Austin walked out of the conference room. His face was red and he was defiantly angry. He got to his car and just sat for a moment to try to compose himself. He took a few deep breaths and turned on the engine. It was getting late and he didn’t have time to change before he went to the group. Driving down the street, he started obsessing about the last few hours he had spent in the conference room. “How dare those bastard make me erase the grade and leave it blank? What the hell is going on in this society when a father can control a boardroom and buy a grade for his son? Or when the board of regents are shaking in their pants over silent threats?”
In his career, he had never felt so trapped, being forced to let the board of directors dictate what he was to do with a failing student. Usually, when it got this far, it was ruled in his favor. When a student did not earn a grade, nobody was going to make him change it. But, tonight they had. Maybe it’s time for me to move on and look into another career or maybe a different place to teach. Maybe I have outgrown all these sniveling babies who run crying to their ‘daddys’ with deep pockets. Maybe-- His thoughts were broken when he turned the corner a little fast and nearly hit a pedestrian. He slammed on his breaks just in time. With the force of the unexpected motion, his papers, attaché case, and coffee went flying across the car as he felt his tires grip the road, causing a high-pitched screeching noise.
He held on tight to the steering wheel until the car came to a halt. With his car stopped, his eyes immediately moved straight to the pedestrian. Her head swung around and her eyes directly linked to Austin’s. The look of shock and anger from that moment of recognition was hard for Austin to deal with. Not only had he come close to killing someone because of stupidity and his anger—it was someone he recognized. He had nearly killed Kelzi and her young son as they walked across the street. Austin slammed his gearshift into ‘park’ and he went flying out of his open car door.
Kelzi had already bent down and was cradling her son in her arms. His low whimpers could be heard by the small crowd that had gathered near the curb. All Kelzi could do was hold her son tight as she whispered in his ear, “It’s okay, baby. Mommy is here, and I wouldn’t let anything happen to you.”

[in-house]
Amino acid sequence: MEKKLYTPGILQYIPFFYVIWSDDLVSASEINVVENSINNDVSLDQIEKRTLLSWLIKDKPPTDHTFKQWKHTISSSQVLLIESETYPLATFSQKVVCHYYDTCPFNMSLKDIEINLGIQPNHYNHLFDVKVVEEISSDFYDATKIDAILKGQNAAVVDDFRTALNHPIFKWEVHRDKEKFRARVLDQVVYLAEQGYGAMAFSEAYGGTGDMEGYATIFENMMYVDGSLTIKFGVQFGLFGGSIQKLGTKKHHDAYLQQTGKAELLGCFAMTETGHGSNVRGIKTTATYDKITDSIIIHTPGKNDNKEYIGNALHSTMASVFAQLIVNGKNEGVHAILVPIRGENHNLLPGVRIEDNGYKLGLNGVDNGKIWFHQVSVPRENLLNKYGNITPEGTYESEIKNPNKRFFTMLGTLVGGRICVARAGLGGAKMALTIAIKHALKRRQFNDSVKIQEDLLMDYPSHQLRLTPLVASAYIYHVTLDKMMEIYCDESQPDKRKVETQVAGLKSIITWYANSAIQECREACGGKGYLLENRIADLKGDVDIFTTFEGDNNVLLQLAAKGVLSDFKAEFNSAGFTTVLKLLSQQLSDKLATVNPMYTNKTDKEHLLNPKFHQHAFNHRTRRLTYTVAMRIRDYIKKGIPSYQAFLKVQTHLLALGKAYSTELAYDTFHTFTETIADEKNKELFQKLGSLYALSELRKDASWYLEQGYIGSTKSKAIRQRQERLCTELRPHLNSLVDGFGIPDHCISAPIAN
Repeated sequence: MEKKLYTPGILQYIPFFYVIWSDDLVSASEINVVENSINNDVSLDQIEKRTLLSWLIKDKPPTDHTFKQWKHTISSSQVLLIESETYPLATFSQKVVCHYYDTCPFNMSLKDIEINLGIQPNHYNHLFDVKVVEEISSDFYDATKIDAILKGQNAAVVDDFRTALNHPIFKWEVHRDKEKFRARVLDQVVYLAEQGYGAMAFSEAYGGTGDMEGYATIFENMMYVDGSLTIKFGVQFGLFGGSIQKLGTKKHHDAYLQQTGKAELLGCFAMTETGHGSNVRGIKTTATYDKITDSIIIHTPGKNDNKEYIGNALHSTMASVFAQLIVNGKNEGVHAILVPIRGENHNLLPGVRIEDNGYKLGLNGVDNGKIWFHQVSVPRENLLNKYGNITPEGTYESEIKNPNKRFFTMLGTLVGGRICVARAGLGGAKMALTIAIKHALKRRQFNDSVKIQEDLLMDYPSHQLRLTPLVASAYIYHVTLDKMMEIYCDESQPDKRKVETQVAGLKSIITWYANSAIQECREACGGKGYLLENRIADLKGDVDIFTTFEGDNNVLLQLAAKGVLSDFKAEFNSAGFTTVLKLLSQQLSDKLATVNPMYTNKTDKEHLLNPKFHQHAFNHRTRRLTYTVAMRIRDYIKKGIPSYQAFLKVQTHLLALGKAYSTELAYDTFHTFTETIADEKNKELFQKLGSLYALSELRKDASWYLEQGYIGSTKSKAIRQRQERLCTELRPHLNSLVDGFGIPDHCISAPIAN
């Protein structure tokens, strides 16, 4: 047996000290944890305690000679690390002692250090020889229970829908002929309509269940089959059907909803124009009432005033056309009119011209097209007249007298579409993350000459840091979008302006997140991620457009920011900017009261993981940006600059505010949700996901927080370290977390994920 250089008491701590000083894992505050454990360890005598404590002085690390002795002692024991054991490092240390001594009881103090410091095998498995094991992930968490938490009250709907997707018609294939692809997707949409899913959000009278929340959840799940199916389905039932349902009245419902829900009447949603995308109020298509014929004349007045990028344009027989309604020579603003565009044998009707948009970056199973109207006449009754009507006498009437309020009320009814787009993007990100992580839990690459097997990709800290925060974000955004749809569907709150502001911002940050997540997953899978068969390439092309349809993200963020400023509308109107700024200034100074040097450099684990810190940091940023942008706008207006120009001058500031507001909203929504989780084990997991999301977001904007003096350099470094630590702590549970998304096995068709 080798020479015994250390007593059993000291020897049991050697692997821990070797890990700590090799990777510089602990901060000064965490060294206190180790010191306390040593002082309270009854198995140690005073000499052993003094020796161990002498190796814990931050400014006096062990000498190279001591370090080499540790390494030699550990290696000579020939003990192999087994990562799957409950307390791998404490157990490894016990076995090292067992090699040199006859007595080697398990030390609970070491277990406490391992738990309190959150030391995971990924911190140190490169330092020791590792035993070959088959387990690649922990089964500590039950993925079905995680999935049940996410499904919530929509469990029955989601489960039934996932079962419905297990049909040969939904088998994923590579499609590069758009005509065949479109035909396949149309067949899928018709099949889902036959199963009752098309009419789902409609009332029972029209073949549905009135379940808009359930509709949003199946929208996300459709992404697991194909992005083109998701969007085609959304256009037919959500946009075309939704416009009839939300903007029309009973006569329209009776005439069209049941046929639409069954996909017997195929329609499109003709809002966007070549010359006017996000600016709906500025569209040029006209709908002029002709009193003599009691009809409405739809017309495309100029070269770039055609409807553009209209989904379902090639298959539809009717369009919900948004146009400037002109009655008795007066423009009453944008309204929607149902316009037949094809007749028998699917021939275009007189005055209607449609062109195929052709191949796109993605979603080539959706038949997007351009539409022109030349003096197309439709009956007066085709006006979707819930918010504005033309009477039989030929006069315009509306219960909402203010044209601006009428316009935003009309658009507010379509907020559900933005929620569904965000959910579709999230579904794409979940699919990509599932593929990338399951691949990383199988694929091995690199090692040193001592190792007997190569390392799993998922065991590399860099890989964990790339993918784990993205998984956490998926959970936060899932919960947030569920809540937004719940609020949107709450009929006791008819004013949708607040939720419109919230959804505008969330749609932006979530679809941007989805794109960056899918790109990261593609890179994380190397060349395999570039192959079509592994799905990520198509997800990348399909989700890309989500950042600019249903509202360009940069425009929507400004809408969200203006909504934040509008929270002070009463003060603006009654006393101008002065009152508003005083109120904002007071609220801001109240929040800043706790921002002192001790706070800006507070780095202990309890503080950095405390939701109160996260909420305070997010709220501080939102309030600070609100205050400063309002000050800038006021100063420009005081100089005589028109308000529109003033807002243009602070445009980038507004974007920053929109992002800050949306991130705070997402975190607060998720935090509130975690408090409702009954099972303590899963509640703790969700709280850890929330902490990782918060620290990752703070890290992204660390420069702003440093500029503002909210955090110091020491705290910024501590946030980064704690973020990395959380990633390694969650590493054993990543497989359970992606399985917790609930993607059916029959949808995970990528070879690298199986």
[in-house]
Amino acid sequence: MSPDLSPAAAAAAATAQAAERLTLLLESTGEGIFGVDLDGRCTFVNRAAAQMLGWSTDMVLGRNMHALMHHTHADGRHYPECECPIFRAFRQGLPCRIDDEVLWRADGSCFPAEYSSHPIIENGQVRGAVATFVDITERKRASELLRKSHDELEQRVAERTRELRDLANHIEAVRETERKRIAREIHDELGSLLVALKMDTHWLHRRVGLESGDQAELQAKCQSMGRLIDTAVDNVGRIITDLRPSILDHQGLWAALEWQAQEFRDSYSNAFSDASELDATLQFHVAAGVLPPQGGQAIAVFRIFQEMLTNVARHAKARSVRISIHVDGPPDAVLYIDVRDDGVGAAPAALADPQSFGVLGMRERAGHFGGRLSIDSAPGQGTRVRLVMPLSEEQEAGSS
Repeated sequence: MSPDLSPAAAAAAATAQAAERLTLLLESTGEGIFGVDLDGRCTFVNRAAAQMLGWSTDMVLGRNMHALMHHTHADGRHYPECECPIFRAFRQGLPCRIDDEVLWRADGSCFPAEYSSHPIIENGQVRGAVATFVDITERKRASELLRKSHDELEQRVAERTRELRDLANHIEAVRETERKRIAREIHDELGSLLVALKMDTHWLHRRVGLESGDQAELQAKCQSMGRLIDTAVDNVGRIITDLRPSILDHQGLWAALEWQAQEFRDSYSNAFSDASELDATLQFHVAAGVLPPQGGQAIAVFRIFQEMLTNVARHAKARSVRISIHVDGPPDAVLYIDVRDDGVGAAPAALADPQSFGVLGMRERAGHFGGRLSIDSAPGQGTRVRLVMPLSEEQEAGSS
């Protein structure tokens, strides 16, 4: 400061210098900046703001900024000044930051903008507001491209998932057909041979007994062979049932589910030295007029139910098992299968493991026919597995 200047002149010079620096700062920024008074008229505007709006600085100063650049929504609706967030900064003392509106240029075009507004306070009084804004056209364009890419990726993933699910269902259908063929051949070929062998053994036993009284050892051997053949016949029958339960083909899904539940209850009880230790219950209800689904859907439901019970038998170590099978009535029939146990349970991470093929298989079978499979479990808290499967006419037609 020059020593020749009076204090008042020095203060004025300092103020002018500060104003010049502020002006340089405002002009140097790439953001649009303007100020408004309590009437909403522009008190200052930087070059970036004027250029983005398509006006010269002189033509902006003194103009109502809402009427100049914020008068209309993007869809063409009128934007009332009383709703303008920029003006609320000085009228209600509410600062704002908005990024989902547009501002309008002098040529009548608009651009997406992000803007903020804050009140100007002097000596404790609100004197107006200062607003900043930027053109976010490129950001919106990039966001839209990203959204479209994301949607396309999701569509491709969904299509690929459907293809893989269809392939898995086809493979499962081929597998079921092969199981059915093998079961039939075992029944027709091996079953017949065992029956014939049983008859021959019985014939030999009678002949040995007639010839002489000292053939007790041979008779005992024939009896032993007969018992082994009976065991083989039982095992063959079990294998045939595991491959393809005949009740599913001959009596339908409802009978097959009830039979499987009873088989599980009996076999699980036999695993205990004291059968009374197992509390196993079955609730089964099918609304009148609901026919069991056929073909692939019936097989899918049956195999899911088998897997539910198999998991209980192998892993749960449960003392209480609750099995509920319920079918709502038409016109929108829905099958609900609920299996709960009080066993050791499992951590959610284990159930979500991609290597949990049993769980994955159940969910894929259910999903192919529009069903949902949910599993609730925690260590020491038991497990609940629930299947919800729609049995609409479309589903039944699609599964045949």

Austin stopped and bent down next to the mother and son. In a low voice he said, “I’m so sorry.”
Kelzi’s head swung around and he could visibly see the control it was taking to not lash out at him in front of her son. With narrowed eyes, she said, “Okay. We’ll be fine. Just leave.” She flung her hand at him, as though she were swatting a fly.
His eyes scanned the group. “…then there was the crash,” he began. “One moment of time had changed my perfect life forever, and there was nothing I could have done to stop it. I wanted that moment back, but that's impossible. That crash was going to happen no matter what…because three young punks decided they were going to have a fun afternoon watching people’s lives fall apart.” The anger began to permeate his voice. “They couldn't care less what any of the repercussions would be. They only cared about themselves as they placed a spiked strip across the railroad track and waited for the crash to happen. No one could have prevented it. Not me—not my parents—not her parents—not even Enrique Gomez whose truck was the vehicle of destruction. ‘Nothing’ could have stopped the pain and suffering of so many lives. Only those three punks who killed and injured innocent people could have made a better choice. Three…lousy…punks….” Anger poured from every word as his body began to shake while he remembered those few moments that changed so many lives, forever. He stopped for a moment and heaved a sigh. “Am I willing to accept it…? No! For the past few years I have been wandering through life, waiting for something or someone to stop me from my own self-destruction. My friends tried to give me advice and my family pleaded with me to let it go. But I can’t. I’m so terrified if I let the pain go…I will forget the amazing memories that had led up to that one moment—and I will lose Harper, forever.” His voice cracked, “Did I tell you that we were going to be married in one week? One…lousy…week…and Harper and I would have had an amazing future together as husband and wife.” Eyes opened wide around the circle. He wiped the tears as the truth of his pain finally surfaced. “At times I wished it had been me—not Harper. Not one day has gone by that I don’t think about suicide or why I am still here.”